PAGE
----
I never had the chance to delve into the works of Scotland’s national poet properly. But that’s one great thing about being alerted about these celebrations – they remind you of the authors whose works you’ve missed and might want to catch up with.


With this in mind, I should really be getting back to my own fiction writing. Later!

Albert Camus

Albert Camus would have been 100 years old today. 

What I remember: Reading The Stranger at Sixth Form. Hating the sterile Everyman edition I found at the school library. Loving the equally austere but slightly more stylish silver-grey Penguin edition, with the footsteps in the sand.

He was a softer version of Nietzsche, to me. Nietzsche pummeled me. Camus let me in. I could see his philosophy working, somehow: absurdism felt both sexier and more managable than nihilism – or raging anti-nihlism… guess it depends who you ask. 

It’s his short stories that remain etched in my memory. I’ll never re-read The Myth of Sisyphus. I doubt I’ll ever re-read The Stranger or The Plague either. But The Exile and the Kingdom felt friendlier… more humane than anything I’d ever encountered from his oeuvre. The sweeping intellectual make-up of ‘Sisyphus’ and The Plague; the blunt, macho minimalism of The Stranger… there’s none of that in The Exile and the Kingdom. 

The fact that someone so intellectually flinty and sharp could allow themselves sentimentality to seep through; the fact that he showed himself to be artistic, to be open to occasional, experimental bouts of emotion in prose… 

It was to be the last time I engaged with Camus, but it felt like a good way to round off the relationship. (Of course I could still get into his writing again, of course I could dip into the books every now and then and still derive pleasure for them. But what I mean is that the ‘phase’, the fevered season of devouring them wholesale, was gone.)

Feeling the pull away from the core of his work, I moved on to Camus but took some of the absurd with me. I’d like to think it’s still with me, anyway. The scepticism of any definite moral or philosophical impositions. The framing of human endeavour against something ultimately unpredictable, but not necessarily malevolent or cold. Acknowledging our passion as something fiery and real and justified in every way, even if we’re not sure where it all comes from, and where it’s all going… 

This could all just be projecting. My memory of Camus’ work and its implications could be faulty (and, of course, it could be that I never quite grasped if fully in the first place). But that’s what I remember when I think back on it. 

A solitary figure – alone but not lonely. The world spinning on regardless, and you jumping on the carousel.

The Quiet Halloween Mind-Feast

While my teenage sister was out on the town rocking a Wednesday Addams get-up (her ‘bff’ went as Morticia so they stalked the small island nightlife scene with old-school-goth panache), I had no Halloween party to go to.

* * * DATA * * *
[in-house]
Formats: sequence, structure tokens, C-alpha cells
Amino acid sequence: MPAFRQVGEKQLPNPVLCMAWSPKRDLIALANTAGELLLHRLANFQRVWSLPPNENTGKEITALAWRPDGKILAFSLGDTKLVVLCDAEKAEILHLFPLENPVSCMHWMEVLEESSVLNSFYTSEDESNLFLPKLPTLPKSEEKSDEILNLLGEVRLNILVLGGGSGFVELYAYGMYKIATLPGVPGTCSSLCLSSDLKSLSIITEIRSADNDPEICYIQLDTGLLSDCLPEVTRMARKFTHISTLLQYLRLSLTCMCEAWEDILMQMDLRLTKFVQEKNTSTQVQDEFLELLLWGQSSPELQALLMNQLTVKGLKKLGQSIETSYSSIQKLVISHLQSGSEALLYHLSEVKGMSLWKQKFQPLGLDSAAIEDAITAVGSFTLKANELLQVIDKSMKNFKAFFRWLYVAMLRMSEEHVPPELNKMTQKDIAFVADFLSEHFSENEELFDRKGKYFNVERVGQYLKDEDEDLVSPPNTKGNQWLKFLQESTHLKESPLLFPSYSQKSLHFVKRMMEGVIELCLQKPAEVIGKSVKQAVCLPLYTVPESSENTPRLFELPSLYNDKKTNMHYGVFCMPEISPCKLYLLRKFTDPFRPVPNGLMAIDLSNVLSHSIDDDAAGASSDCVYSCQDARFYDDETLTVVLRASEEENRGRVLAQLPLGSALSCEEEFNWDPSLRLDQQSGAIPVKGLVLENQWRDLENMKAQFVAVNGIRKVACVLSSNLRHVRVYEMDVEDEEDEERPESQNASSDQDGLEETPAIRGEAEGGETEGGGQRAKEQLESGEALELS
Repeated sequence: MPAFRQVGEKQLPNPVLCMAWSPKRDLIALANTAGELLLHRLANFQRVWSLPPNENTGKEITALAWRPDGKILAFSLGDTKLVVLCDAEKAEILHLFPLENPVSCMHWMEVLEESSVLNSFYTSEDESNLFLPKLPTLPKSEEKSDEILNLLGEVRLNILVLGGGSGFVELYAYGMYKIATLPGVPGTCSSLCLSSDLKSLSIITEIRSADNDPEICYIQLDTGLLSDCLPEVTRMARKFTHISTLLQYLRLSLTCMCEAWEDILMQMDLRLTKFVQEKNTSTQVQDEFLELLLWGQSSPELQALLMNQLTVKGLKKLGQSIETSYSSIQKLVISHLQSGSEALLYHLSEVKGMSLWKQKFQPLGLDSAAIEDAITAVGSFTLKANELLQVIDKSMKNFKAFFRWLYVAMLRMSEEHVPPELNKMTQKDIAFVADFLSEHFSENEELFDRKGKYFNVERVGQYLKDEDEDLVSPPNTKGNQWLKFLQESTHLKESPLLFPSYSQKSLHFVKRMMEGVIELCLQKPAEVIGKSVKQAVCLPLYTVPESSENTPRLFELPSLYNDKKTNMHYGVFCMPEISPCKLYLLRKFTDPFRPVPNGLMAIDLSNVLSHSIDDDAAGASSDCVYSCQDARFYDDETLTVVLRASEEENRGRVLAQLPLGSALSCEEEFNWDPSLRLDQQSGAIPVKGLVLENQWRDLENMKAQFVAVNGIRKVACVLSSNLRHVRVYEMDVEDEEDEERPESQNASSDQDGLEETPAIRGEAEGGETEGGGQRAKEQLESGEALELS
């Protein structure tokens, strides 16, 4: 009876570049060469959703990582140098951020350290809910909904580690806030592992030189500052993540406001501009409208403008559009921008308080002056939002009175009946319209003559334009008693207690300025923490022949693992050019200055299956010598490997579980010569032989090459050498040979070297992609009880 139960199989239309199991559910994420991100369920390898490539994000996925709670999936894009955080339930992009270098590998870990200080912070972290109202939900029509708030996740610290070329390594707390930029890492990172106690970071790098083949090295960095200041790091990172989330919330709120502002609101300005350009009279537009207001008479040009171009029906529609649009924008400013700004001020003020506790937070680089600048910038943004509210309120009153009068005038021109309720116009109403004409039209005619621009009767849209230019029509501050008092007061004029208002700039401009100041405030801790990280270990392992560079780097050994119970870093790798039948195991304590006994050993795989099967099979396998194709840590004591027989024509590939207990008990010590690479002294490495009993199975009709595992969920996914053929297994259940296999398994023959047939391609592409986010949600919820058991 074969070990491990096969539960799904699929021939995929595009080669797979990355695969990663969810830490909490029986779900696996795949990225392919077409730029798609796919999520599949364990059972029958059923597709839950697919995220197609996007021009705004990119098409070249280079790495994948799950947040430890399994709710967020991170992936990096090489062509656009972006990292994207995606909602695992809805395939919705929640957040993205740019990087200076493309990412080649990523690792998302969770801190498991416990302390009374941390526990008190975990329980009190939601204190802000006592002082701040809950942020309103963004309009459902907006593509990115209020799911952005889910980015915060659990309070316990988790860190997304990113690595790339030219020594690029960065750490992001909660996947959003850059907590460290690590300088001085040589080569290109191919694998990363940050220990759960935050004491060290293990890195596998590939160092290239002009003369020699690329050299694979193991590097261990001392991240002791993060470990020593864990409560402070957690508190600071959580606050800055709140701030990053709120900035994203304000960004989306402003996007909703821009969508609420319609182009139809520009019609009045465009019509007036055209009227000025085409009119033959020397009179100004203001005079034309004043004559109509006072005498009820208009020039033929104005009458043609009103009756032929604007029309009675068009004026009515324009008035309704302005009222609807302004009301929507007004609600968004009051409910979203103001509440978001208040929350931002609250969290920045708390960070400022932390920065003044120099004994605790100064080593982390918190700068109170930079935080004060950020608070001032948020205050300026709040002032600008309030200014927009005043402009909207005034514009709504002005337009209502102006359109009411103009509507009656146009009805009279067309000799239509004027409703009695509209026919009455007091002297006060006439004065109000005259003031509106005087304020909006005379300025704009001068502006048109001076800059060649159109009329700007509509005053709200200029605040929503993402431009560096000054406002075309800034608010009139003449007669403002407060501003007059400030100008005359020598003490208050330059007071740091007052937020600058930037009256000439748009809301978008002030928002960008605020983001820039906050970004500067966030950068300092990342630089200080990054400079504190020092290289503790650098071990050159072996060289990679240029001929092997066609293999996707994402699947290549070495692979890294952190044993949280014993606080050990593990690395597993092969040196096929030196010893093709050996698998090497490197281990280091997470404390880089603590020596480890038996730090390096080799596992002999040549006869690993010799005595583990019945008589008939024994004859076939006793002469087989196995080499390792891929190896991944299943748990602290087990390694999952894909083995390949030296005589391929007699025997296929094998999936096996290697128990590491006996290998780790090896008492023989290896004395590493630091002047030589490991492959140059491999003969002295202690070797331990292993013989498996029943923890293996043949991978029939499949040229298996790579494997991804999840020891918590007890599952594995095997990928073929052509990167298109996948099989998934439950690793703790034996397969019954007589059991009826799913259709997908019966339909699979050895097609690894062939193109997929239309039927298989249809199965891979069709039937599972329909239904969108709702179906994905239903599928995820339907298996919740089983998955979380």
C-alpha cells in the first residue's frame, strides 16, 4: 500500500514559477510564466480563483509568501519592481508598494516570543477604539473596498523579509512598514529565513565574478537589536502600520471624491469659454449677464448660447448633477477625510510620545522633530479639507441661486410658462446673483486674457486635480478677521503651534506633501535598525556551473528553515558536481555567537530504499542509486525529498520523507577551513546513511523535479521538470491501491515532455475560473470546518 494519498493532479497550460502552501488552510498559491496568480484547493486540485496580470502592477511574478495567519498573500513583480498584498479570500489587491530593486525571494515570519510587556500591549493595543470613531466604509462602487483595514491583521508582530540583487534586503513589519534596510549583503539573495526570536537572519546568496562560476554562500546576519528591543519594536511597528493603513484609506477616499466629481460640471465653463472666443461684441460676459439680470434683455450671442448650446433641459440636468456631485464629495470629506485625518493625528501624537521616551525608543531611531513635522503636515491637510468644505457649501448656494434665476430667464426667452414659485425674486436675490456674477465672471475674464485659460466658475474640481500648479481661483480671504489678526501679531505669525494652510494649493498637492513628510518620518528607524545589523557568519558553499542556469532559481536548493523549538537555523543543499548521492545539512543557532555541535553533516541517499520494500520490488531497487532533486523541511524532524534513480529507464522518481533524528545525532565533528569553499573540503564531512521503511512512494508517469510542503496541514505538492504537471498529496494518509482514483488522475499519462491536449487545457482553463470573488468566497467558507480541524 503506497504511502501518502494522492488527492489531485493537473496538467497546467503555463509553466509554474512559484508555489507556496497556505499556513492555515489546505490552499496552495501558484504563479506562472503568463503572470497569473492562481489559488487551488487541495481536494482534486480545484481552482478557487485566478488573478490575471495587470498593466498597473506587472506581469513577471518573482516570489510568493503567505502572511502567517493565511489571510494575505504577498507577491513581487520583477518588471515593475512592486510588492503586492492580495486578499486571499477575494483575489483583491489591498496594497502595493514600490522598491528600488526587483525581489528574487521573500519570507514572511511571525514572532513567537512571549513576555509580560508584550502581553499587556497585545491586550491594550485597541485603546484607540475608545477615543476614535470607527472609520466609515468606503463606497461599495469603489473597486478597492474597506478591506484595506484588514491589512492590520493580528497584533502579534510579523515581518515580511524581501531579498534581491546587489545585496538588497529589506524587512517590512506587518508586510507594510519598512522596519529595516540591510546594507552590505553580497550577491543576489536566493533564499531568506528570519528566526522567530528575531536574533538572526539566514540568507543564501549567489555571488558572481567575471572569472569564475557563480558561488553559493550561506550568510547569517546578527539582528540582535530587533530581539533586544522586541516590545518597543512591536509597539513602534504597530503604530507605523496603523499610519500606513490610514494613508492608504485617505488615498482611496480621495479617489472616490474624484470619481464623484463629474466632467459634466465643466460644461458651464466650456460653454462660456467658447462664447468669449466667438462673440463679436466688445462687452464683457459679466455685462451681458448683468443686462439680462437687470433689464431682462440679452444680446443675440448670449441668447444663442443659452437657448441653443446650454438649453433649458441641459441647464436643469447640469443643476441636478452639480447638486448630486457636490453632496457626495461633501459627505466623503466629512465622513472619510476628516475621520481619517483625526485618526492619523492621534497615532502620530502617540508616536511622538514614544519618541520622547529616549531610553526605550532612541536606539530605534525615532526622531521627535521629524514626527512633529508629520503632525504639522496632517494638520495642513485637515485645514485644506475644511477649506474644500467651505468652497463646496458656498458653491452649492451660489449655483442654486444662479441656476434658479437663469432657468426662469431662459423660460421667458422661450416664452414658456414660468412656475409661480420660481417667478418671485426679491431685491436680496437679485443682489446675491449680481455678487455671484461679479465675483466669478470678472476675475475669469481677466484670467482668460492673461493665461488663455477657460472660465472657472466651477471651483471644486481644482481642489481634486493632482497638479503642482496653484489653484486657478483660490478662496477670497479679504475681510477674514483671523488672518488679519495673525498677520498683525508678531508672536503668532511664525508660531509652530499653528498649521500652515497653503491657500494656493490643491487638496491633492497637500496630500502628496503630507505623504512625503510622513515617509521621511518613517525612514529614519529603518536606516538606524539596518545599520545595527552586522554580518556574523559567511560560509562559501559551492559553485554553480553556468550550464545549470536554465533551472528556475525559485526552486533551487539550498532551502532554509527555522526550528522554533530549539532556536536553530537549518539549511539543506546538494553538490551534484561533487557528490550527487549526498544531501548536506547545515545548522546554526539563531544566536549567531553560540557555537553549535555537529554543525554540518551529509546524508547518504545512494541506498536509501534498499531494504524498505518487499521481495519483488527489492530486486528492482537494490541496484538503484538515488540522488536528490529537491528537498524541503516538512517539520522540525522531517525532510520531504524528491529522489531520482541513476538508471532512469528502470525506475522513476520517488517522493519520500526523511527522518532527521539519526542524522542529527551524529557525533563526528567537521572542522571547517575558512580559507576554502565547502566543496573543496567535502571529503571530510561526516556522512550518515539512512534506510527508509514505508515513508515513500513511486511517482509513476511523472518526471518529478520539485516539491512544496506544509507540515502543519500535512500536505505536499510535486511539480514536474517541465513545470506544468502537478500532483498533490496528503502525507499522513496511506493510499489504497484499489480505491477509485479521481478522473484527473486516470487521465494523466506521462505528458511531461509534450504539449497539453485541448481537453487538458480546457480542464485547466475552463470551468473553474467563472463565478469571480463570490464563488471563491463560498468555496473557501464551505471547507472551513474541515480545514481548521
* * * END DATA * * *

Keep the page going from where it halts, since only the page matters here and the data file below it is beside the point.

That’s a lie, actually: I could have very easily – and very lazily – donned my stock Dracula cape and multi-purpose 18th century broach, waxed my moustache and tagged along with my younger sibling, to revisit the local rock club for some Halloween fun, as well as a healthy dollop of nostalgia.

But in what is probably another sign that I’m getting old before my time, I opted to stay in to read instead. Fridays are hard work for me anyway – so that there’s a distinctly non-Halloweeny sense of dread looming over every Thursday evening.

The reading was as ritualistic as I could make it though, so some sense of commemoration was kept. I indulged in Edgar Allan Poe’s ‘The Masque of the Red Death‘ for umpteenth time; it’s a story that I keep returning to for its visceral and visual impact, but would you believe that I have yet to fully conjure up an image of Prospero’s castle in my head? Maybe that’s why I keep returning to it.

The fact that Gabriel Byrne did a brilliant reading of it some years back helps too, of course:

After I was done, I got the urge to revisit what is probably one of my favourite literary tributes of all time: Laird Barron‘s ‘Strappado’, published in the Ellen Datlow anthology Poe, released in commemoration of the macabre master’s 200th anniversary. It’s a glorious mash-up of both ‘Masque’ and ‘The Cask of Amontillado‘ – probably my second-favourite of Poe’s stories, and updates their most horrifying elements in a way that makes my skin crawl.

Though Lovecraft – my second choice for the evening’s reading – is perhaps more vulnerable to this than Poe due to his stylistic excesses, the visual furniture and 19th century narration that fuels Poe’s tales can sometimes soften their impact (if not all that substantially). Barron’s story doesn’t have this problem. I don’t want to write a detailed crit of it – I like it too much anyway – but do check out the anthology if you can, it’s got a few other gems in store.

My reading of HP Lovecraft’s ‘He‘ was cut short by my drooping eyelids. However, I returned to it after a ranging storm woke me from my slumber… which I appreciated for providing some holiday-appropriate mood, if nothing else. But the story is truly one of Lovecraft’s lesser works, any terror undermined by its ridiculous antagonist and the logorrithic miasma that works much better in the Cthulhu stories than it does here.

Re-reading can be far more pleasurable and rewarding than reading something for the first time. It has the ability to etch stories in you like incantations, like prayers that remind you of who you are. If the stories and the storm congeal into something meaningful for my writing, that would be truly great.